If you’ve spent as much time as we have looking at drywall and plaster, you know that there is no clear-cut winner. Both are useful for their purposes; drywall for its durability and plaster for its versatility. Both sometimes require plaster or drywall contractors to help with the process. They both come in different materials, from which brand to choose and how they interact with one another. So, which material is better? Both materials can be used effectively in a home construction project so long as they are used properly. Though some differences between them may give you an edge for your finished product.
Let’s look at the two of them to see if drywall or plaster is the right material for your home project.
What is Drywall?
Drywall is often confused with plank or 2×6 wallboard. Drywall is the dried, ready-to-use board commonly used to build walls, especially in homes. It is often made of wood but can also be made of sheetrock or other materials. Drywall is printed or has patterns and is often used for drywall construction, but there are many different types, such as tongue-and-groove and linear. If you want to know more about this material’s history, you can check out The History of Drywall and Sheetrock.
What is Plaster?
Plaster is a lightweight, cheap alternative to drywall. It is made of fine materials, often sand and water, though other mediums can be used. Although it has a reputation for being cheap and flimsy, it can be an incredibly strong, durable material that bonds well with many different types of construction. Plaster can also be used to decorate and finish walls and ceilings in both residential and commercial applications.
Differences between Drywall and Plaster
Drywall is heavier than plaster and often requires a special tool to remove. If a wall is drywalled, then the hydraulic batter will have to be removed, often by a specialized machine. Drywall is often painted to give it a more finished look compared to the dirt-coloured or tan wall paint used on plasters. Drywall requires less maintenance than plaster, as there are no fine motor skills required to install drywall. However, it requires more work to remove, and removing it often requires a specialized machine. On the other hand, plaster needs less maintenance but can be removed with normal cleaning tools.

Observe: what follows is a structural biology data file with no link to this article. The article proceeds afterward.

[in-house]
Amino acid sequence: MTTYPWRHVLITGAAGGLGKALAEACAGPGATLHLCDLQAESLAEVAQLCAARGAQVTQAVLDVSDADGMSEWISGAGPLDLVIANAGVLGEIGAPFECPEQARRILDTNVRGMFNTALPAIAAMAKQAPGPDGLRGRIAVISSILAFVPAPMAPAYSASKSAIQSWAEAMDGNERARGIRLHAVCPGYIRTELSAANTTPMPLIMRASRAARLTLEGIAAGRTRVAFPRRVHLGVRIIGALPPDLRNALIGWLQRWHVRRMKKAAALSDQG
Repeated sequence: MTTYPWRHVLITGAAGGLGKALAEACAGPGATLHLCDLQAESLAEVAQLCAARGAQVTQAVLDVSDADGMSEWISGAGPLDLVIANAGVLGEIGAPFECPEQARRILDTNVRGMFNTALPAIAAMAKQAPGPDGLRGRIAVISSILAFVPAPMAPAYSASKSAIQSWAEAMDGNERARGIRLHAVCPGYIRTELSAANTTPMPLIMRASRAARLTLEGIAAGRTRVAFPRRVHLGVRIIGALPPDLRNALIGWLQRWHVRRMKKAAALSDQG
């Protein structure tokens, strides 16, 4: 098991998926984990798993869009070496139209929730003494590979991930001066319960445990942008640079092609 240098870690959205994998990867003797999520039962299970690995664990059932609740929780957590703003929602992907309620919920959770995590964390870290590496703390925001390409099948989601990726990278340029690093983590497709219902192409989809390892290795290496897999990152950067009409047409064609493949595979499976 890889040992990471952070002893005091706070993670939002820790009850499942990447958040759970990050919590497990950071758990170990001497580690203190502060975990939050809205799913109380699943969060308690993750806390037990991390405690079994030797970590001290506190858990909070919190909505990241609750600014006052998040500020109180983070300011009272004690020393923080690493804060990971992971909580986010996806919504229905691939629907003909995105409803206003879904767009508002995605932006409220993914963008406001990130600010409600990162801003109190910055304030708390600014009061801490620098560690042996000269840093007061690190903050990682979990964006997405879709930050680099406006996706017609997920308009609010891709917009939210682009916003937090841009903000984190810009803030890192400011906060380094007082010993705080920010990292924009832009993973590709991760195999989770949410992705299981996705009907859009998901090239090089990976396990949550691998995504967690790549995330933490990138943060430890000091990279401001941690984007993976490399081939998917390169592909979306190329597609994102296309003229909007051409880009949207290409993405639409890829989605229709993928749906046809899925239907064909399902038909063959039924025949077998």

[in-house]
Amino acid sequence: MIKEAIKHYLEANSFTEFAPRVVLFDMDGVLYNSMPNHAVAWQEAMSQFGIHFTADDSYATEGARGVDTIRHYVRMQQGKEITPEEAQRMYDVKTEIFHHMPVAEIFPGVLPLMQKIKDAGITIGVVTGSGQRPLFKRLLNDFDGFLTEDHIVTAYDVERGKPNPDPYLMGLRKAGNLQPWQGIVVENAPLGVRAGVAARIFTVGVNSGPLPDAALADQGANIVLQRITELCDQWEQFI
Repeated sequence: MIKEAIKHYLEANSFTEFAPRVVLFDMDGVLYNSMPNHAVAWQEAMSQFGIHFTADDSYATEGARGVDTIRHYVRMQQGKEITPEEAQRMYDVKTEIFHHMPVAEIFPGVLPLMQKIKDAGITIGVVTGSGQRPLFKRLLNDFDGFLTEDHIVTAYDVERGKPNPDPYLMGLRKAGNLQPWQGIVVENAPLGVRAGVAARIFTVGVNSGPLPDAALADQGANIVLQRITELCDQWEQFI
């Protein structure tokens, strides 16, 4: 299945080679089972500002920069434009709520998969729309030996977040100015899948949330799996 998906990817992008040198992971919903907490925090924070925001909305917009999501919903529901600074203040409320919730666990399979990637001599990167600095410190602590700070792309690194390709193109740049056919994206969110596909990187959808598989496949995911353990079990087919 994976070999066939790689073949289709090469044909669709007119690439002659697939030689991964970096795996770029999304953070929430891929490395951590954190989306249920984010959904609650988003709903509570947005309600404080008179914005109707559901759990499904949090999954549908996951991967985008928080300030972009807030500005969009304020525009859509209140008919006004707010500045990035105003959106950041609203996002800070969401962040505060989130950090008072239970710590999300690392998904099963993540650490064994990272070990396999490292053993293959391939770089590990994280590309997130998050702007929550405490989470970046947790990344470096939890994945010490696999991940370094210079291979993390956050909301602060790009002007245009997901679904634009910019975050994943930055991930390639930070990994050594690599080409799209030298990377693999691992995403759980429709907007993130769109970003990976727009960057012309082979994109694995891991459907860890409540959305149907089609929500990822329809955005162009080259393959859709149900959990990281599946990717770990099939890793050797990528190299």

Pros of drywall
- Drywall is inexpensive compared to plasters, it costs about half as much to build with. And, if you’re using it in a window, it is half the thickness of plaster.
- Drywall is also lightweight: it may be half as heavy as a traditional frame compared to plasters
- Drywall is a known material: it is almost always the same type of drywall that is used in every house. It is also possible to buy ready-made drywall, but this is rarely quality
- Drywall is easy to work with: it does not require a professional to install, and you can do it by yourself. Drywall is sold in sheets, making it easy to store and transport
- Drywall is also easy to work with: it does not require a professional to install, and you can do it by yourself.
- Drywall is sold in sheets, making it easy to store and transport
- Drywall is also easy to work with: it does not require a professional to install, and you can do it by yourself. Drywall is easy to work with: it does not require professional drywall contractors to install, and you can do it by yourself.
Pros of plaster
- Easy to work with: You don’t need a professional to install plaster compared to drywall
- Plaster is lightweight: it is only as heavy as the average person’s joist compared to drywall
- Plaster is also easy to clean: unlike drywall, which can be messy, the application is easy to take apart and clean
- Plaster is affordable: compared to drywall, it is one of the most affordable materials you can use for a house
Both drywall and plaster have their place in home construction and can be used effectively in various settings. However, there are certain areas where the drywall has the edge over plaster. For example, if you’re planning a large renovation or want to finish a room in a different colour, drywall is the way to go. However, if you’re only planning a small project and prefer to stick with one material, you should probably go with plaster.